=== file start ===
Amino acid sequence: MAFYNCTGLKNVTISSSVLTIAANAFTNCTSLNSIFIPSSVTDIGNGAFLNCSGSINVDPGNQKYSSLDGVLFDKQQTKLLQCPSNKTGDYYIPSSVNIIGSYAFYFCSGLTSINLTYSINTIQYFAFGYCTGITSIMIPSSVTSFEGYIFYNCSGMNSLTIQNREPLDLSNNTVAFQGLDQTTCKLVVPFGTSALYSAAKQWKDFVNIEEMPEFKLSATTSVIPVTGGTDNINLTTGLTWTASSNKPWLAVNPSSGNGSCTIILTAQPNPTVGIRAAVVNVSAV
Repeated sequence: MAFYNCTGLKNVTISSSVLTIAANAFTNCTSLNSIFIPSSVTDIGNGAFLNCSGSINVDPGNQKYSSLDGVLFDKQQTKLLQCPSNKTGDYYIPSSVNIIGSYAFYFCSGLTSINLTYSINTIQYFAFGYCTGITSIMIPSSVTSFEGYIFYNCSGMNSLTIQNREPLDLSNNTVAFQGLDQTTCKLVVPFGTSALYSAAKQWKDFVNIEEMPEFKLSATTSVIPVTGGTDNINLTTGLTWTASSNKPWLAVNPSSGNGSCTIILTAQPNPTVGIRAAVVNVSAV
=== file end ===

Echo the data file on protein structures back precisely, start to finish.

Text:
Amino acid sequence: MAFYNCTGLKNVTISSSVLTIAANAFTNCTSLNSIFIPSSVTDIGNGAFLNCSGSINVDPGNQKYSSLDGVLFDKQQTKLLQCPSNKTGDYYIPSSVNIIGSYAFYFCSGLTSINLTYSINTIQYFAFGYCTGITSIMIPSSVTSFEGYIFYNCSGMNSLTIQNREPLDLSNNTVAFQGLDQTTCKLVVPFGTSALYSAAKQWKDFVNIEEMPEFKLSATTSVIPVTGGTDNINLTTGLTWTASSNKPWLAVNPSSGNGSCTIILTAQPNPTVGIRAAVVNVSAV
Repeated sequence: MAFYNCTGLKNVTISSSVLTIAANAFTNCTSLNSIFIPSSVTDIGNGAFLNCSGSINVDPGNQKYSSLDGVLFDKQQTKLLQCPSNKTGDYYIPSSVNIIGSYAFYFCSGLTSINLTYSINTIQYFAFGYCTGITSIMIPSSVTSFEGYIFYNCSGMNSLTIQNREPLDLSNNTVAFQGLDQTTCKLVVPFGTSALYSAAKQWKDFVNIEEMPEFKLSATTSVIPVTGGTDNINLTTGLTWTASSNKPWLAVNPSSGNGSCTIILTAQPNPTVGIRAAVVNVSAV